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The new commands will keep getting into replay loop until the dependency chain ends. The negative influence of the replay on the rest of the chain results not only into the increased operations latency, but also into absolutely inefficient waste of computational resources, because all the operations in the replay system have to be executed at least twice: first time before and second time after the replay. And as we have already pointed out, the commands can be re-executed a few times while waiting for the data to be ready, so the resources workload may grow more than twice.

In real applications the loops of dependent commands may disappear, if some events cause pipeline clearing, or the “holes” will be “patched”. Here I mean that there are enough commands from independent chains fitting into the “holes” between the operations sent back to replay (like in the example on Pic.4b). However, it is extremely hard to predict in the program code when “patches” like that might be needed, since the final decision about the order of commands execution depends on the scheduler, which may not necessarily “patch the hole” in the right moment of time.

Moreover, you know already that Pentium 4 processor features 5 schedulers. Each scheduler has its own replay system, so the commands of different types circle inside different replay loops thus increasing the number of “holes” in each of them, which automatically increases the probability of the dependent commands looping.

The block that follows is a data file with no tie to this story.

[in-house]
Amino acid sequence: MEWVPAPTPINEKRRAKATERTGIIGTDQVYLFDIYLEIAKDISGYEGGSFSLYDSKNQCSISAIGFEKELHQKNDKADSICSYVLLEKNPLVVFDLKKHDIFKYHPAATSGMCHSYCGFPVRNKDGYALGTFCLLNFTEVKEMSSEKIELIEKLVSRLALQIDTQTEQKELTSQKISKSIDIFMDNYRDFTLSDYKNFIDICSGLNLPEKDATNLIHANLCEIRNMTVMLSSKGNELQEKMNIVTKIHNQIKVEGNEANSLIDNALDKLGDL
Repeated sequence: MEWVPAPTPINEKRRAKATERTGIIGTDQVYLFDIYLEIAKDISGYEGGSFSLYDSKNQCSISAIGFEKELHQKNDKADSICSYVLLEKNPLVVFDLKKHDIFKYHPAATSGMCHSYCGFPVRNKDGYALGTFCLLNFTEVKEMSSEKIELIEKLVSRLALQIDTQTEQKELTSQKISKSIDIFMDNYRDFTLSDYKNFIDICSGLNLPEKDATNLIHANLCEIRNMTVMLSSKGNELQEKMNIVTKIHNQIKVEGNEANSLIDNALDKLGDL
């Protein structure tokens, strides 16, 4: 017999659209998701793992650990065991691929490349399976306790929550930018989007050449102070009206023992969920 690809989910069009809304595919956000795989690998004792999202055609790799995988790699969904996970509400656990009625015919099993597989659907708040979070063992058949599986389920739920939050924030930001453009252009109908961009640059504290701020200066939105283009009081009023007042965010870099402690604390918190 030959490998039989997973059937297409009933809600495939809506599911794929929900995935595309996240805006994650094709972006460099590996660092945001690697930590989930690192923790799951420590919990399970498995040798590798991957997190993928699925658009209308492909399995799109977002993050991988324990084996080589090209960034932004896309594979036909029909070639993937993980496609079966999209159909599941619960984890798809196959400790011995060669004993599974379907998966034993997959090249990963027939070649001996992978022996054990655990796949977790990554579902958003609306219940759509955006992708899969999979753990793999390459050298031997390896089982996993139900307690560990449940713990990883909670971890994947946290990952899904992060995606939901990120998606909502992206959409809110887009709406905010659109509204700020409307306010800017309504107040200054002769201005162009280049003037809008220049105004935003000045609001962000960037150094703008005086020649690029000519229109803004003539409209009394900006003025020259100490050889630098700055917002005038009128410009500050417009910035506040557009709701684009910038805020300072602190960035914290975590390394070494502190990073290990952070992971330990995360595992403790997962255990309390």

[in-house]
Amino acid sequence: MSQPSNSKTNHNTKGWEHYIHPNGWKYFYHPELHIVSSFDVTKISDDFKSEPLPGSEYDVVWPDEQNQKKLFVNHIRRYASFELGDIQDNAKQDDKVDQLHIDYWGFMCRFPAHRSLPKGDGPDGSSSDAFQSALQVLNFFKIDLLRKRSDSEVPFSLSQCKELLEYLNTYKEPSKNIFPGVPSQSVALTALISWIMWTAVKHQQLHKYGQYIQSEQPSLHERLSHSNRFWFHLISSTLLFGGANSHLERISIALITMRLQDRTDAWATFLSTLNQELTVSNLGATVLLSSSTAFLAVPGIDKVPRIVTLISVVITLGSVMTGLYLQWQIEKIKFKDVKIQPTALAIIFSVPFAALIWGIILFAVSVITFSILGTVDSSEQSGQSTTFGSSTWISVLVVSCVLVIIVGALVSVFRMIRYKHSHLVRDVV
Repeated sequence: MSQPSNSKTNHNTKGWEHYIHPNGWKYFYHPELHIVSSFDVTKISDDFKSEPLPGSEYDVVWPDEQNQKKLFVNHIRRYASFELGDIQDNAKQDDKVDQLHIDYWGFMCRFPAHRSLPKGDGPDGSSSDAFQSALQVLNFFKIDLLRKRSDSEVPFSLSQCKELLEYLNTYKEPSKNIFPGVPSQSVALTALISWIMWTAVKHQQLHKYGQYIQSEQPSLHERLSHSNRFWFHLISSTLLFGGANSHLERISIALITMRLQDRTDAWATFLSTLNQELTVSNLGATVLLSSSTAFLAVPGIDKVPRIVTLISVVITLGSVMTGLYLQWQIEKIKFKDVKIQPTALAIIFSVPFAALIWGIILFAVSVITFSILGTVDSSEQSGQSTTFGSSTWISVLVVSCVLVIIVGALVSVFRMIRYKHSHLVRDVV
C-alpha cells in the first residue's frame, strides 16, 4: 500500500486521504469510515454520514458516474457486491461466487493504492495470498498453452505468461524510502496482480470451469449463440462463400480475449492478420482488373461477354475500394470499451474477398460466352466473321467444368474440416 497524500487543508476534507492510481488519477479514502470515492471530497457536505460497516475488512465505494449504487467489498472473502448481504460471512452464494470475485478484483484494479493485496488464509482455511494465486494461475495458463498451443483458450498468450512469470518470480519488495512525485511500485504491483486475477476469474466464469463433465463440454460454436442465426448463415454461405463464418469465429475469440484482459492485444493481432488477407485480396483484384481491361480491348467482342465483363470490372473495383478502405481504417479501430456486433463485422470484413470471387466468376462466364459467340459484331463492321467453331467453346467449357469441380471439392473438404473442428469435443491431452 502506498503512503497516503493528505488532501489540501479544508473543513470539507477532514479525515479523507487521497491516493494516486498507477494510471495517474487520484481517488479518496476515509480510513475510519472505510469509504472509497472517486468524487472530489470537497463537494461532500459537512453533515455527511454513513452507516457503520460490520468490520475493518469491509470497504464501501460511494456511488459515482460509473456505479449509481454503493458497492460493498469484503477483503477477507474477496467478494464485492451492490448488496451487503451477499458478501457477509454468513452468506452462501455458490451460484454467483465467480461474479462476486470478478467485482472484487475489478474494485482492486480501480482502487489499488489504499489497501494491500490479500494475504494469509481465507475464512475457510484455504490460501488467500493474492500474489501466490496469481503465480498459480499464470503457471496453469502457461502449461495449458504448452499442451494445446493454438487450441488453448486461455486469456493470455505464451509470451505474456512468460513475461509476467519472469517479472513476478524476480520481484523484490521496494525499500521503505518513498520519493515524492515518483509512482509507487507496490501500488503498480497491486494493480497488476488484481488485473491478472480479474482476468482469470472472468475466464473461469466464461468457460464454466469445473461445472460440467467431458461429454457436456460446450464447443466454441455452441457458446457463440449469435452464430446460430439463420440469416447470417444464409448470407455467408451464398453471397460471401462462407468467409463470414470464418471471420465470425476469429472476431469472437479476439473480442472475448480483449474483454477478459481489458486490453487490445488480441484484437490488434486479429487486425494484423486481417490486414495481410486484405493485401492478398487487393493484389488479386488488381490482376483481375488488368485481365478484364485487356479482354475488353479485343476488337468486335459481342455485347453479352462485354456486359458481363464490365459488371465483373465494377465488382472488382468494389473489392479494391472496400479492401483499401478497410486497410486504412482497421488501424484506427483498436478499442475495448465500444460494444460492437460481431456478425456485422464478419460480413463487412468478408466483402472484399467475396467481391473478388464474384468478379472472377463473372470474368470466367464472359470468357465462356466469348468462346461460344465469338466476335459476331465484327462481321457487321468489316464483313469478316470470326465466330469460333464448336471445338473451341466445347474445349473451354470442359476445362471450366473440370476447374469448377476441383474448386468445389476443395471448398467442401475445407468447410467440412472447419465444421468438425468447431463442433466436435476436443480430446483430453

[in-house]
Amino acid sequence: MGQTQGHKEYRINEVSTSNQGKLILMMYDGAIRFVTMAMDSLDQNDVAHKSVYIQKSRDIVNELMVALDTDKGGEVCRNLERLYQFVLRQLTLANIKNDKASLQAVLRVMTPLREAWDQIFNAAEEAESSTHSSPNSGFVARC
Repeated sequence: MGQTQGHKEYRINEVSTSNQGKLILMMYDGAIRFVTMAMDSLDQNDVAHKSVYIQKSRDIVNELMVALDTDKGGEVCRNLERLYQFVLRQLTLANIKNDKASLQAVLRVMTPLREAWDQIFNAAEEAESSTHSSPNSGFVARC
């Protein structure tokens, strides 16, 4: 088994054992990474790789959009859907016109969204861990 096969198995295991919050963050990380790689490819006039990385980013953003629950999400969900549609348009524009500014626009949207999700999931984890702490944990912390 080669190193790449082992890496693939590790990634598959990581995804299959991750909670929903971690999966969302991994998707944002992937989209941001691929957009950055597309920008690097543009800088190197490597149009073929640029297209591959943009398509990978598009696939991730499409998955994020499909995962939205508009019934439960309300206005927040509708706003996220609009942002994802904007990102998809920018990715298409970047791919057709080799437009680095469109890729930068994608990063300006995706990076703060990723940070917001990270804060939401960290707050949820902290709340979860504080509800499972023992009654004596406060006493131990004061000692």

As we managed to find out, the “holes” between commands resent for repeated execution, which create long-lasting replay looping, are the major reason why the MOV EAX, [EAX] succession dependency chain will not help during the L1 cache latency measurements in the Pentium 4 processor. The existence of “holes” also explains the graph we offered you in the very beginning of this article. It turns out that once the commands from the dependency chain fall into the “holes” and worst comes to worst, they start lopping more than actually necessary thus increasing the execution latency tremendously. The number of these “loops” they make depends on the combination of ‘holes”, load commands and the number of commands between loads.
Our investigation used undocumented command counters for the operation sent to replay. Besides, we also developed special tests where we arranged the commands between the loads in such a way that the created “patches” wouldn’t let the commands from the dependency chain to get into the “holes” between the replayed commands. Our results proved the theory: if the “holes” are “patched” in time with other commands the succession will be protected against looping and the program code will be executed much faster, and the measured cache latency will match the values claimed in the official documents.

This way, the usual way of calculating the latency doesn’t work for NetBurst architecture (such as the latencies in case of L1 cache miss, for example). The actual number will include not only the latency itself, but also the additional delay caused by replay looping. The looping may actually take quite long, so the effective latency may reach hundreds of clocks instead of only 9. The worst thing however, is that replay delays the execution of not just once instruction, but blocks some execution resources, that could have been used for other independent operations in the meanwhile.

 
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